According to an April 2020 CAMH survey completed by over 600 young people — and subsequent phases of data collection — many young people are experiencing a deterioration in their mental health. Thirty nine per cent reported significant problems with mood and anxiety, and for those who had previously sought mental health support, the figure jumped to 68 per cent.
It’s a situation that’s no secret, says Kris Depencier, Regional President, Greater Toronto at RBC, which has been working with mental health organizations across Canada.
“We know youth have been disproportionally affected in the past year,” says Depencier. “Their ability to feel in control and build their own future has been heavily disrupted – with school closures, high unemployment, and a general lack of opportunity. It’s no surprise to see an increased demand for mental health services and their ability to bounce back tested.”
Many Ontarians may already know of the Centre for Addiction and Mental Health (CAMH), which has a long track record of providing mental health support. But what they may not be as aware of Youth Wellness Hubs Ontario (YWHO), an innovative CAMH project that aims to bring the right services to youth (and their families), at the right time and at the right place, through low-barrier access to services and skill-building tools that can help them build resilience and overcome the issues they are facing.
As part of a nine-part series, RBC had the chance to hear from Dr. Joanna Henderson, project lead for YWHO, and get her perspective on the challenges facing youth today, the importance of developing resilience as a means of overcoming challenges and the way in which virtual services can offer support.
Why is it important to help youth develop resilience?
“Everyone needs skills and supportive people in their lives to help them anticipate and overcome the issues they may encounter,” says Dr. Henderson, adding that people who are resilient can effectively cope with, or adapt to, challenging situations.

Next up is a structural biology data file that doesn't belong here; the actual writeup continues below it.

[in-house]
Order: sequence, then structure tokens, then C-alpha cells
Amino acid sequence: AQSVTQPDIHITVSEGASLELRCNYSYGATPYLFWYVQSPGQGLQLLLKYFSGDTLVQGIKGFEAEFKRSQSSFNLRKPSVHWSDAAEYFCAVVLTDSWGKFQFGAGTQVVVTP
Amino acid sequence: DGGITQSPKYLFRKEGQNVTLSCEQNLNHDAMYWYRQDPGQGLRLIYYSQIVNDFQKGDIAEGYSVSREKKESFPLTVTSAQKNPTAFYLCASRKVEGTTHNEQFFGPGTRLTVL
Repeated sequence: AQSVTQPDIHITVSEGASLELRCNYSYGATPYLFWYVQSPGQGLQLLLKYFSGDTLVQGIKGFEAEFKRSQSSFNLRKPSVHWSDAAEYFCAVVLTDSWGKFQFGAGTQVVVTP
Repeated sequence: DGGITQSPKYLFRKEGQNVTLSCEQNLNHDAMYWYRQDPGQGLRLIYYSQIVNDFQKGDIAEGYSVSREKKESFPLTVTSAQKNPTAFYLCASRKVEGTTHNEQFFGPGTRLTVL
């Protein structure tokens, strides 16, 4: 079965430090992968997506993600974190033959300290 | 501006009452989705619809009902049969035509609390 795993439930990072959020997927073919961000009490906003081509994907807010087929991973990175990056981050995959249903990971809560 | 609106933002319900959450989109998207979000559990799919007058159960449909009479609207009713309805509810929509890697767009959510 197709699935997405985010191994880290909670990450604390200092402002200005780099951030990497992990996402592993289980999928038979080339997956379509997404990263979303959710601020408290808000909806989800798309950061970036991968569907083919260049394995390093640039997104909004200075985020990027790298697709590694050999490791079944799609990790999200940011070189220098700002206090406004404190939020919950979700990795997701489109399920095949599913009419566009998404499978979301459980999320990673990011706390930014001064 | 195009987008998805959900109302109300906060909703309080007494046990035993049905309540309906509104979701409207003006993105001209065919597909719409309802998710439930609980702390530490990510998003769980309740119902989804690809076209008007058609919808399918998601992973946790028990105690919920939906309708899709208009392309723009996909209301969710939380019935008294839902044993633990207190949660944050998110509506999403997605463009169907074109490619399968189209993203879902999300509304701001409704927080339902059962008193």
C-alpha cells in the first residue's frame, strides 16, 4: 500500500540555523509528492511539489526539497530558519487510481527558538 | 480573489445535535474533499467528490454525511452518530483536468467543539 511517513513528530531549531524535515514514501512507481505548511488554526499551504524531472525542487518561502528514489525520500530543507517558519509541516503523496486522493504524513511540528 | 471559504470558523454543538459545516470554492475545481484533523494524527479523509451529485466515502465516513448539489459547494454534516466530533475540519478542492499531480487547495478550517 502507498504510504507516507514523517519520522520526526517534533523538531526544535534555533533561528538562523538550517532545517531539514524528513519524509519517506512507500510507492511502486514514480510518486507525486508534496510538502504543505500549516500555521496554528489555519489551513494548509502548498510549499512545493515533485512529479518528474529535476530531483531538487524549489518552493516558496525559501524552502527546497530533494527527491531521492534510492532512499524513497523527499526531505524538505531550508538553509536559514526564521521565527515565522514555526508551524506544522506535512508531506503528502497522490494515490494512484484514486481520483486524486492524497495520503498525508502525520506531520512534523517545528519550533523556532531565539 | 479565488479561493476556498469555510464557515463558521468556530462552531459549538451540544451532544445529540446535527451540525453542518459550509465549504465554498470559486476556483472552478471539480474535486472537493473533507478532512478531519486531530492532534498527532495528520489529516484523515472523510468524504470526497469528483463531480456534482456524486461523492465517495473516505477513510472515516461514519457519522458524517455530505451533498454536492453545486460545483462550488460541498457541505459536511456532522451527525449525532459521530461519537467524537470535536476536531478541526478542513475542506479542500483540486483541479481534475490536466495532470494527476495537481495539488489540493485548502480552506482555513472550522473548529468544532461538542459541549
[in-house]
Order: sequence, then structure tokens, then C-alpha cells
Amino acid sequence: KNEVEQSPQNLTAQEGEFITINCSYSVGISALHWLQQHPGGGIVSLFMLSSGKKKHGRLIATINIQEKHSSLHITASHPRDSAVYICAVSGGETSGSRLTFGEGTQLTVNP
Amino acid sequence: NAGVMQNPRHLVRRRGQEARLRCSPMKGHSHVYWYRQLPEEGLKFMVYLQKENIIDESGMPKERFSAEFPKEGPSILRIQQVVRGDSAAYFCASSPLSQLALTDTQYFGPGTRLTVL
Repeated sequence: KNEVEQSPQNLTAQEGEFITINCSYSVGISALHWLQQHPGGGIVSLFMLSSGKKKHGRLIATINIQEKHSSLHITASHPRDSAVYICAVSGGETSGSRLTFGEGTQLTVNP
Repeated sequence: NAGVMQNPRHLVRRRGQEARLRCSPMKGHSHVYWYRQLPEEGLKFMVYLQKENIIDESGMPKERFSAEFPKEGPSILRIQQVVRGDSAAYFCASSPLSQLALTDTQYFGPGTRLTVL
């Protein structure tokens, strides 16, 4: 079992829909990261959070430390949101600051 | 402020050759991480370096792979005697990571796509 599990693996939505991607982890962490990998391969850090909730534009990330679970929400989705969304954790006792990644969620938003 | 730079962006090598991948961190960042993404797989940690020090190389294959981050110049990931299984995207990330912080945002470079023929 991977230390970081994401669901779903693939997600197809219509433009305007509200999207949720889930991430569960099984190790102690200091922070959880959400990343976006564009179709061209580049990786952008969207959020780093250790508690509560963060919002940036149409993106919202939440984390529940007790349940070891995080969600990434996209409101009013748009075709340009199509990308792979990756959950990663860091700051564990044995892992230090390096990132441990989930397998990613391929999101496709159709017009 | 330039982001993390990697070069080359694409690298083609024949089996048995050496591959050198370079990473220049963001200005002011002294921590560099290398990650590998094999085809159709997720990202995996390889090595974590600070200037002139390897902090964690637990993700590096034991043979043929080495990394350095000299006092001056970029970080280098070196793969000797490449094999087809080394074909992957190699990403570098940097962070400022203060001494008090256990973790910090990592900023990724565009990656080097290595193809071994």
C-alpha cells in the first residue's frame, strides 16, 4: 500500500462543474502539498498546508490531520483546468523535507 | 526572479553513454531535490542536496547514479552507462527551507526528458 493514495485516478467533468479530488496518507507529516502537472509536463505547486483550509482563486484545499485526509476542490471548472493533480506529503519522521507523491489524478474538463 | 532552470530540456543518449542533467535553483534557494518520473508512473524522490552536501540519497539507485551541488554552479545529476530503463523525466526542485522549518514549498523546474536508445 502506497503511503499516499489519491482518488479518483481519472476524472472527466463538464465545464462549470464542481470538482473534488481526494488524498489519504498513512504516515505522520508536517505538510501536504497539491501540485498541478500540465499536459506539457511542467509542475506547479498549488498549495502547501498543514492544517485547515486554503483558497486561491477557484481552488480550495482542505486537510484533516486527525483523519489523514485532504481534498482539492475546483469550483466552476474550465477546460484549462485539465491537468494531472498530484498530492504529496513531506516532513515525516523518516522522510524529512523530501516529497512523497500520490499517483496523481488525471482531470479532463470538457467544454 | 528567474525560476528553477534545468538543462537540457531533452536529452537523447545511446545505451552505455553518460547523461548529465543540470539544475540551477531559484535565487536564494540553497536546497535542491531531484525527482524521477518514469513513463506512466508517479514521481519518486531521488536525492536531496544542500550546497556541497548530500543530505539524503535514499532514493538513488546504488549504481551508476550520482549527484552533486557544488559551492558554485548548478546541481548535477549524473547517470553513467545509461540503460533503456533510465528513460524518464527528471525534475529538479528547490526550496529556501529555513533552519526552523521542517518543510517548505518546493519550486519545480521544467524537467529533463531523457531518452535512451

“Dealing with challenges can make us grow and can make us stronger,” says Dr. Henderson. In other words, rather than merely bouncing back, the resilience people develop through the difficulties they face today can better prepare them to face future challenges.
“Promoting mental health encourages the development of resilience,” explains Dr. Henderson. “The reverse is also true: Promoting resilience leads to better mental health.”
How is engaging digitally helping youth navigate through the pandemic?
Digital solutions can create bridges, fill gaps and improve health equity. For instance, they can help underserved groups, such as Black, Indigenous, People of Colour and LGBTQ+, and improve access for people who live in remote or rural communities. They can also make information accessible and make it easier to connect with early intervention support. And during the pandemic, they are an essential outlet for support.
The YWHO Virtual Hubs provide an opportunity to create new approaches to mental health service delivery that take advantage of the strengths of technology. From April to June 2020, Dr. Henderson and her team saw nearly 3,000 youth access virtual services “Our hope is that people will be able to access the support they need wherever they are, and whenever they need it, because technology shouldn’t be a barrier for somebody who wants help,” says Dr. Henderson.
In the development of virtual services, she encourages authentic partnership with a diverse range of people to help ensure new solutions meet the needs of all populations — including those who previously had little access to treatment options.
How can organizations, corporations, and technology leaders play a role in youth mental wellness?
“We all have a role to play,” says Dr. Henderson. Some organizations, such as CAMH, have been leaders in the mental health space for decades, particularly through their commitment to evidence-based and purpose-driven services for people. When it comes to ensuring equitable digital access, system leaders have been stepping up to collaborate to create a system of care with a clear front door. Organizations play a huge part in advancing programming and funding to support youth wellness — even beyond the pandemic.
“Youth need our collective help as they prepare for their future, it’s an all-hands-on-deck effort,” says Depencier, “I’m immensely proud that RBC has been working with organizations like CAMH which has made great strides in guiding families and youth to quality services. YWHO’s evolution to digital is an important next step in ensuring even more youth get the support they need when they need it.”
Dr. Henderson says that there are many different paths through the pandemic, with some young people experiencing significantly more challenges than others. “There are many factors that contribute to mental health and we need to keep this in mind as we help young people cope: There is no ‘one story’ for young people.” Support environments she says — whether online or offline — need to be responsive, inclusive and adaptable.
“Overcoming adversity and building resilience doesn’t happen overnight, but this journey gets much easier when we find good support systems. We want to see Canada’s young people flourish and become the best version of themselves,” says Depencier. “After all, we know that when youth thrive, so does the rest of our country, today and in the future.”